Why Volunteering for a Charity Is About Taking as Well as Giving

06/06/2016 16:50

Volunteering doesn't always conjure the most romantic of images. Generally it's visions of solitary trips leafleting or rattling a tin in a shopping centre. But it can and does have a massive impact on our economy and on people's wellbeing; something we at Sue Ryder know very well and want to try and celebrate this Volunteers' Week.

Over recent years new economic evidence has shown quite how effective volunteering is. Data from the National Council for Voluntary Organisations shows that 14.2m people volunteered in the UK between 2013/14 and that this contributed roughly £12.2bn to the UK economy. That's 0.7% of GDP or, in more sensationalist terms, equivalent to the entire GDP of Iceland!

However, there is another, less frequently discussed, benefit; that of the social and emotional benefits to the individual. Sounds woolly - but it's not. In fact, in 2013 the Cabinet Office published a report on the estimated monetary value of volunteering and found that it amounts to a staggering £70bn, or 5% GDP (the size of another small nation's economy no doubt).

This resonates with our experiences of volunteering opportunities at Sue Ryder as a national healthcare charity. We have around 12,000 volunteers who allow us to deliver 2.7 million hours of care and support to 6,000 people with life changing conditions and we know that they gain from this relationship too.

Take Mary. Five years ago she was sleeping rough in London having fled Italy from a difficult relationship. She had no friends, no family or any contacts at all in the city and was going through probably the most difficult time of her whole life. And yet, after several trips to the local Jobcentre, she eventually turned up at the Sue Ryder Camden shop as a volunteer.

When she first started, Mary was still washing in the back room of the shop before shifts and didn't want to let on to her colleagues that she was homeless. She wanted to keep some pride intact.

Over time, though, she developed her skills; became better on the till, more confident with the stock and dealing with customers, and as a result gained a paid position there - a moment which still brings a tear to her eye. Now, Mary works full time in a nearby supermarket, has a flat of her own and has regained her self-respect. She still pops into the shop every week to provide the staff with some home cooked lasagne though!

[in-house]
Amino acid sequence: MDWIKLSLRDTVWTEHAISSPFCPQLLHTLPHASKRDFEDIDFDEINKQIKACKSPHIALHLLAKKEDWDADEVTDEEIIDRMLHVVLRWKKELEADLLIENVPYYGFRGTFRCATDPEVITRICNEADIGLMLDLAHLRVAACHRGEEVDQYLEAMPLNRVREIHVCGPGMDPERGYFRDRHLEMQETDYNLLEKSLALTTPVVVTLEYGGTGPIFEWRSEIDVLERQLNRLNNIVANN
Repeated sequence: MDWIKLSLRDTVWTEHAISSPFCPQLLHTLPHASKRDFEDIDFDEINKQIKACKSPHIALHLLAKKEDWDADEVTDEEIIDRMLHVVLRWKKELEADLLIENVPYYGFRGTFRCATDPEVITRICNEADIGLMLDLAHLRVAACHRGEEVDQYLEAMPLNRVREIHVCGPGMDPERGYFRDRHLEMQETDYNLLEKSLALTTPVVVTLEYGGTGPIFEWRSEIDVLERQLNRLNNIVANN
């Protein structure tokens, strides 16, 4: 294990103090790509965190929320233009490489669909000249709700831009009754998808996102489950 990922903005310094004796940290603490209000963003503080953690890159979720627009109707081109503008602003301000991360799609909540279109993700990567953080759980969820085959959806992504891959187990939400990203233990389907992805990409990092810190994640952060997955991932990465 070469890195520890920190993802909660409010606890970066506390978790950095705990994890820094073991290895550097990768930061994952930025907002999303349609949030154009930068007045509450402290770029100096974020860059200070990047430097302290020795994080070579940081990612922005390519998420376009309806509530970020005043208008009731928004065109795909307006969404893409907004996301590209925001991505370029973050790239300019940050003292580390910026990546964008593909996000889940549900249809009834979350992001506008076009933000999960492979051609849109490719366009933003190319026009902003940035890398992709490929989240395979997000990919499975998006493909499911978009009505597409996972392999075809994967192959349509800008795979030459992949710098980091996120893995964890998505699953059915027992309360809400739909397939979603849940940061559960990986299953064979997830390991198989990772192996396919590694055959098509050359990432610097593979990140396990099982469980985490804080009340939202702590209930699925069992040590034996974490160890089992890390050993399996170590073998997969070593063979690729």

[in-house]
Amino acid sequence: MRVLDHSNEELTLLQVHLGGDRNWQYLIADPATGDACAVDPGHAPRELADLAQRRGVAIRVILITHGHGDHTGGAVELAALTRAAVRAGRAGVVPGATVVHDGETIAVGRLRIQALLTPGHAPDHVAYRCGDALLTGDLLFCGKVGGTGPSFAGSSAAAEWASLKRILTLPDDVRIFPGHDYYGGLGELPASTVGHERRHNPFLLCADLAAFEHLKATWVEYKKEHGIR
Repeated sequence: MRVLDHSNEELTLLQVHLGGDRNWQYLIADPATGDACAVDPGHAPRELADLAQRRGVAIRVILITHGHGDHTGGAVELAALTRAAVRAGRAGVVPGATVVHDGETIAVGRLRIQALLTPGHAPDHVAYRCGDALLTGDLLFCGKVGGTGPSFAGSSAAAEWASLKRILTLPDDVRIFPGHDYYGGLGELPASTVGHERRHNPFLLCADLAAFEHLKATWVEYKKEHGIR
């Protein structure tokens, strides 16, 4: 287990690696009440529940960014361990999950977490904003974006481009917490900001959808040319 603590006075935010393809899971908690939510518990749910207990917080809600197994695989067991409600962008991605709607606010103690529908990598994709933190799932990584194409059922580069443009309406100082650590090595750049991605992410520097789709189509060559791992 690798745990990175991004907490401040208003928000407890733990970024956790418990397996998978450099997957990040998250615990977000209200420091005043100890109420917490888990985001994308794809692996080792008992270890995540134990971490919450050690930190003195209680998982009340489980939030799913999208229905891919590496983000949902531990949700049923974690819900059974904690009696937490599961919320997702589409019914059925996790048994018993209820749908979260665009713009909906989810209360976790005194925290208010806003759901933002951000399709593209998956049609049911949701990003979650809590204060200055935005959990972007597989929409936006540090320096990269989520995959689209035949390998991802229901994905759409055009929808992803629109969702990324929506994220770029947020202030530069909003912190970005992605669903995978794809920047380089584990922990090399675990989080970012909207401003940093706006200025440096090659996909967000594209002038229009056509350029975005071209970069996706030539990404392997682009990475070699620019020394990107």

Travel up and down the country and you'll hear stories like this from Sue Ryder's shops. Jackie Howie, 52, is now manager of the Sue Ryder Rosemount shop in Aberdeen but just three years ago was facing a four year prison sentence. She had got caught up in dealing drugs in an effort to protect her son, having already lost her eldest from an overdose.

This might have been the end to an unfortunate story, were it not for the Sue Ryder Prisoner Volunteer Programme (PVP) which helps in the rehabilitation of offenders by offering them volunteer placements at their shops and offices. Jackie was chosen to take part in the programme and started volunteering for Sue Ryder at the shop in Rosemount 18 months into her sentence where she was allowed to develop new skills and start to think about working there when she was released.

And indeed, in October last year she herself became shop manager. This transition from being institutionalised as an offender to becoming a proactive, productive member of society again is not an easy one, but it was made much easier for Jackie through volunteering.

As charities like Sue Ryder celebrate the enormous contributions of their volunteers this Volunteers' Week, it's reassuring to hear stories like Mary's and Jackie's to remember that the relationship is reciprocal. We tend to think of volunteering as being a one way street; being all about sacrifice and giving up your time for something else - which of course it is, and that's essential. But you can take an enormous out of it too.